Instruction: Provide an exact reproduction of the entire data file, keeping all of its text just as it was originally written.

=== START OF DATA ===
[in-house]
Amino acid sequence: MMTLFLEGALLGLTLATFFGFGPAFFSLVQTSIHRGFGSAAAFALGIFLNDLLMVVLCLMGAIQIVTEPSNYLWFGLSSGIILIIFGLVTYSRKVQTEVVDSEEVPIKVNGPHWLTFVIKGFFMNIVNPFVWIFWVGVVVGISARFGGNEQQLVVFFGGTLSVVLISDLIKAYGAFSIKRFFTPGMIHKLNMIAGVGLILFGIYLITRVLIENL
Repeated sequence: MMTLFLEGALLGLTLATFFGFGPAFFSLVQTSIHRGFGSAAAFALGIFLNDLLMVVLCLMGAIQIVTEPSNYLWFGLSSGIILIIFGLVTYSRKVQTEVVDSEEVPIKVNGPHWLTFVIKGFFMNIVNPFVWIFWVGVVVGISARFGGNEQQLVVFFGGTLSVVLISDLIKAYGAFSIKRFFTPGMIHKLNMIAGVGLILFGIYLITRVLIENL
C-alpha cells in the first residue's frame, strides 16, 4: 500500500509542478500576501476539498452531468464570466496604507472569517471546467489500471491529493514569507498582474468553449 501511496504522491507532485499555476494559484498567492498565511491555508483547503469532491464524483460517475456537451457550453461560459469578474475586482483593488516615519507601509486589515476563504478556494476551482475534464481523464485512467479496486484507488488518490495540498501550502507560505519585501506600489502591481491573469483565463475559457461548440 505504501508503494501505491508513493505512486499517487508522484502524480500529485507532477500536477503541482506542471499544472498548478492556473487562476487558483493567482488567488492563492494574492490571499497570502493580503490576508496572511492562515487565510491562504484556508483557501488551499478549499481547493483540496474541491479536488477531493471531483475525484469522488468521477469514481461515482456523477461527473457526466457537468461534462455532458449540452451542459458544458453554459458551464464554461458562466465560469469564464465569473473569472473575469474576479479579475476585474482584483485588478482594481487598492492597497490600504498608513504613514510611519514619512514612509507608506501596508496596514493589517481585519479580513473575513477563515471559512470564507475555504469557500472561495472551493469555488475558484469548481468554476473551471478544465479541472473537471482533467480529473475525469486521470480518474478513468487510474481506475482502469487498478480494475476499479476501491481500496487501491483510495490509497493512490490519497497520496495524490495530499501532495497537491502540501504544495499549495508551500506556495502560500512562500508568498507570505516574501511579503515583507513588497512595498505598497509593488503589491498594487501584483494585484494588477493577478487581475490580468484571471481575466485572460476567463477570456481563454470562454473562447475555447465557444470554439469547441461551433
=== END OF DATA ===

[in-house]
Amino acid sequence: MMTLFLEGALLGLTLATFFGFGPAFFSLVQTSIHRGFGSAAAFALGIFLNDLLMVVLCLMGAIQIVTEPSNYLWFGLSSGIILIIFGLVTYSRKVQTEVVDSEEVPIKVNGPHWLTFVIKGFFMNIVNPFVWIFWVGVVVGISARFGGNEQQLVVFFGGTLSVVLISDLIKAYGAFSIKRFFTPGMIHKLNMIAGVGLILFGIYLITRVLIENL
Repeated sequence: MMTLFLEGALLGLTLATFFGFGPAFFSLVQTSIHRGFGSAAAFALGIFLNDLLMVVLCLMGAIQIVTEPSNYLWFGLSSGIILIIFGLVTYSRKVQTEVVDSEEVPIKVNGPHWLTFVIKGFFMNIVNPFVWIFWVGVVVGISARFGGNEQQLVVFFGGTLSVVLISDLIKAYGAFSIKRFFTPGMIHKLNMIAGVGLILFGIYLITRVLIENL
C-alpha cells in the first residue's frame, strides 16, 4: 500500500509542478500576501476539498452531468464570466496604507472569517471546467489500471491529493514569507498582474468553449 501511496504522491507532485499555476494559484498567492498565511491555508483547503469532491464524483460517475456537451457550453461560459469578474475586482483593488516615519507601509486589515476563504478556494476551482475534464481523464485512467479496486484507488488518490495540498501550502507560505519585501506600489502591481491573469483565463475559457461548440 505504501508503494501505491508513493505512486499517487508522484502524480500529485507532477500536477503541482506542471499544472498548478492556473487562476487558483493567482488567488492563492494574492490571499497570502493580503490576508496572511492562515487565510491562504484556508483557501488551499478549499481547493483540496474541491479536488477531493471531483475525484469522488468521477469514481461515482456523477461527473457526466457537468461534462455532458449540452451542459458544458453554459458551464464554461458562466465560469469564464465569473473569472473575469474576479479579475476585474482584483485588478482594481487598492492597497490600504498608513504613514510611519514619512514612509507608506501596508496596514493589517481585519479580513473575513477563515471559512470564507475555504469557500472561495472551493469555488475558484469548481468554476473551471478544465479541472473537471482533467480529473475525469486521470480518474478513468487510474481506475482502469487498478480494475476499479476501491481500496487501491483510495490509497493512490490519497497520496495524490495530499501532495497537491502540501504544495499549495508551500506556495502560500512562500508568498507570505516574501511579503515583507513588497512595498505598497509593488503589491498594487501584483494585484494588477493577478487581475490580468484571471481575466485572460476567463477570456481563454470562454473562447475555447465557444470554439469547441461551433